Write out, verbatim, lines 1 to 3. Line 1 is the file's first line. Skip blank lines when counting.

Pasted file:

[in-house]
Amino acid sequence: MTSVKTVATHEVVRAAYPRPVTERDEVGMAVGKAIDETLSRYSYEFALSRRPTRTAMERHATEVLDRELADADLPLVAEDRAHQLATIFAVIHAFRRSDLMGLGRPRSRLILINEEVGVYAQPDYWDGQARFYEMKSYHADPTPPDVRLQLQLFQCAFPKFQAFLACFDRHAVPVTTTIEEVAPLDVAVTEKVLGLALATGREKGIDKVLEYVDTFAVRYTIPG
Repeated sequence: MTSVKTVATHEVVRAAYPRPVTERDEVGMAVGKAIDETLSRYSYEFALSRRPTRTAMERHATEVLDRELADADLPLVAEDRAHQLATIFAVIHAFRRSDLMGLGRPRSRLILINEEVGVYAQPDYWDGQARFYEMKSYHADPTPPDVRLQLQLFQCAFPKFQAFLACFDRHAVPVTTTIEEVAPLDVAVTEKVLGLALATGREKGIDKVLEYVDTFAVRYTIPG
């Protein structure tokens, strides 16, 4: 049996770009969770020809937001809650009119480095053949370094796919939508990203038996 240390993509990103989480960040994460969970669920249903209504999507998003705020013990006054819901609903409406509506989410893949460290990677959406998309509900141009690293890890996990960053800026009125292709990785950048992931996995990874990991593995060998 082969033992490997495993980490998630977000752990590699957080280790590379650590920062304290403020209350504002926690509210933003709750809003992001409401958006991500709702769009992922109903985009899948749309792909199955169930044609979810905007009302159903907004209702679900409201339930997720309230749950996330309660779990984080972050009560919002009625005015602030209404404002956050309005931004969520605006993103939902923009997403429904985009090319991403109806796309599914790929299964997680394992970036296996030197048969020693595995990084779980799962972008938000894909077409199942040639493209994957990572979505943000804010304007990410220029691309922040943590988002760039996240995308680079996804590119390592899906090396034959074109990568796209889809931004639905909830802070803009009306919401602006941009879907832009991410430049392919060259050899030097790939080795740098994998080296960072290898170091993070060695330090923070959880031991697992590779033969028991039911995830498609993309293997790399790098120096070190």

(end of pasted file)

[in-house]
Amino acid sequence: MTSVKTVATHEVVRAAYPRPVTERDEVGMAVGKAIDETLSRYSYEFALSRRPTRTAMERHATEVLDRELADADLPLVAEDRAHQLATIFAVIHAFRRSDLMGLGRPRSRLILINEEVGVYAQPDYWDGQARFYEMKSYHADPTPPDVRLQLQLFQCAFPKFQAFLACFDRHAVPVTTTIEEVAPLDVAVTEKVLGLALATGREKGIDKVLEYVDTFAVRYTIPG
Repeated sequence: MTSVKTVATHEVVRAAYPRPVTERDEVGMAVGKAIDETLSRYSYEFALSRRPTRTAMERHATEVLDRELADADLPLVAEDRAHQLATIFAVIHAFRRSDLMGLGRPRSRLILINEEVGVYAQPDYWDGQARFYEMKSYHADPTPPDVRLQLQLFQCAFPKFQAFLACFDRHAVPVTTTIEEVAPLDVAVTEKVLGLALATGREKGIDKVLEYVDTFAVRYTIPG